Talking about STDs can be a difficult subject, but it is important that both of you communicate honestly about your health.
Step 1: Be straightforward Be straightforward and honest. Tell your partner you want to talk about sex and STDs.
TIP: Mention any symptoms or indicators you may have noticed on you or your partner.
Step 2: Keep positive View the discussion as a positive step in your relationship. Your willingness to talk about a difficult subject is a sign that you trust your partner and you want them to be able to trust you.
Step 3: Relieve stress Mention that getting the results of an STD test will make sex less stressful for you and your partner, and will bring the two of you closer together.
TIP: Offer to get tested together.
Step 4: Listen Listen to your partner during the conversation -- don't do all the talking. Instead, let the conversation flow naturally.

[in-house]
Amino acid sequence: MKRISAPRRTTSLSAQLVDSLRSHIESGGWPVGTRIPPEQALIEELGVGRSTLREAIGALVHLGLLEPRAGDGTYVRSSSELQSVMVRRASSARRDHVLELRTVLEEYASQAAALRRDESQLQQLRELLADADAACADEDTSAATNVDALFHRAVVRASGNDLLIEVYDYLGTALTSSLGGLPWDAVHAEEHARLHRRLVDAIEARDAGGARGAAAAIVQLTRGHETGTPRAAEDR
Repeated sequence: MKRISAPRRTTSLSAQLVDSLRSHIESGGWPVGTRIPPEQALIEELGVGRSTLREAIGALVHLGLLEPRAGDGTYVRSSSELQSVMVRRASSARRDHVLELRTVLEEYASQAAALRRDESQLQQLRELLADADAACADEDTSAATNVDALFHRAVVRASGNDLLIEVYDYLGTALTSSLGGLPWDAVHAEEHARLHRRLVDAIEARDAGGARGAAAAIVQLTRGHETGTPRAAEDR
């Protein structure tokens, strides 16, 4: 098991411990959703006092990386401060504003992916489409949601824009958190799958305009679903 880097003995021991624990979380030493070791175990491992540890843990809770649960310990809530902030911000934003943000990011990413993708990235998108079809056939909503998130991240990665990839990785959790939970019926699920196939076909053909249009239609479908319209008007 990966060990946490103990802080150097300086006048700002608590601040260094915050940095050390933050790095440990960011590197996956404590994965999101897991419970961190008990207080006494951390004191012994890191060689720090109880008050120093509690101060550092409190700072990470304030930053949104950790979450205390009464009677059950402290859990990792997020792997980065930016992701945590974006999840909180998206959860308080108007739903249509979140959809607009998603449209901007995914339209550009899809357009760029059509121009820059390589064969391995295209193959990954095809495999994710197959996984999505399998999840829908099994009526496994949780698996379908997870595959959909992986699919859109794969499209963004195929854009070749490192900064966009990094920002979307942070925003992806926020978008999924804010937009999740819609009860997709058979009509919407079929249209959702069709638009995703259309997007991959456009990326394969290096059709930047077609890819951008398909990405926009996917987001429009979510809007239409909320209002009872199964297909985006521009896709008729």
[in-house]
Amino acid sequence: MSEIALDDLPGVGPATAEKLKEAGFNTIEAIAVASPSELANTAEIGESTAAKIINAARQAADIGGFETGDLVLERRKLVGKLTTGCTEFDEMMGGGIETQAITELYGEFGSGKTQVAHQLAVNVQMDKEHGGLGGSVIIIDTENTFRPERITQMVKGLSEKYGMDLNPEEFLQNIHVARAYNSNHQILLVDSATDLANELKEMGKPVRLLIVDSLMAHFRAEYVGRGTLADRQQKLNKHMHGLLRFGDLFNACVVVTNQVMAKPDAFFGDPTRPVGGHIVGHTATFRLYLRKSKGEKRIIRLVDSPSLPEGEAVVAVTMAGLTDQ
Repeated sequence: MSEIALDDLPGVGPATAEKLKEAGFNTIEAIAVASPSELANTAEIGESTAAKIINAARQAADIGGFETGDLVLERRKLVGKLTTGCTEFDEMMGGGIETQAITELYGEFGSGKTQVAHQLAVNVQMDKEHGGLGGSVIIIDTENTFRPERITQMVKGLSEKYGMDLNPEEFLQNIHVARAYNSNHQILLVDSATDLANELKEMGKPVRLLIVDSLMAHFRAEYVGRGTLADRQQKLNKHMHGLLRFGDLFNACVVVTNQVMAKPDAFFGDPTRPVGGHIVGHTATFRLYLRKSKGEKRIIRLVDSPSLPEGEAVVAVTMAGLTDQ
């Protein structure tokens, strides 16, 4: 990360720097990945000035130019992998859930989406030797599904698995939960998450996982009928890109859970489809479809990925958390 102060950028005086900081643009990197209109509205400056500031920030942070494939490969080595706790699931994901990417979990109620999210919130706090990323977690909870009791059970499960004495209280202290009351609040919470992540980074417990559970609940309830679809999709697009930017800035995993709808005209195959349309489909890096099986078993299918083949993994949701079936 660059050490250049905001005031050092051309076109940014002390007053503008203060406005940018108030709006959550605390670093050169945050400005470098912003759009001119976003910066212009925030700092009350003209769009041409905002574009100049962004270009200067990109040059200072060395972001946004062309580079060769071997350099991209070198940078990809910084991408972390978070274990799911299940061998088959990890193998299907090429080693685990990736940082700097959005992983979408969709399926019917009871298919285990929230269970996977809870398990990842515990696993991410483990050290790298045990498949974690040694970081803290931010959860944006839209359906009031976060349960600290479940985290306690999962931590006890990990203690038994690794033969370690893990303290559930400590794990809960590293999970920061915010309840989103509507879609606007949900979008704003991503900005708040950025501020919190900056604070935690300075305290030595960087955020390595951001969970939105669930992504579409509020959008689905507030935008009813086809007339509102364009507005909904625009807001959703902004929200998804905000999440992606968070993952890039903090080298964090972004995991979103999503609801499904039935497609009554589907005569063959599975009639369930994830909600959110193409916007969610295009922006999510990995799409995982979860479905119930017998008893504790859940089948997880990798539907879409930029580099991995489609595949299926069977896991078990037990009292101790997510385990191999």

Step 5: Be responsible Remind your partner of the responsibility both of you have to get tested if you plan on having children. Infections like syphilis and hepatitis B can be transmitted from the mother to the fetus.
Step 6: Avoid jumping to conclusions Avoid jumping to conclusions. Just because your partner refuses to get tested for STDs doesn't mean they are cheating or have an STD. But don't back down -- continue to explain how important it is to you to get tested.
TIP: If you're worried about your health, consider refusing sexual contact until your partner is tested and the results come back.
Step 7: Make an appointment Make an appointment with a clinic or doctor to get tested.
Step 8: Stay protected Protect yourself by using condoms. Condoms protect against transferring STDs like HIV, chlamydia, syphilis, and gonorrhea. Now you can rest easy knowing both you and your partner have been tested.
FACT: According to the Centers for Disease Control and Prevention, over 1.5 million cases of chlamydia and gonorrhea were reported in 2008.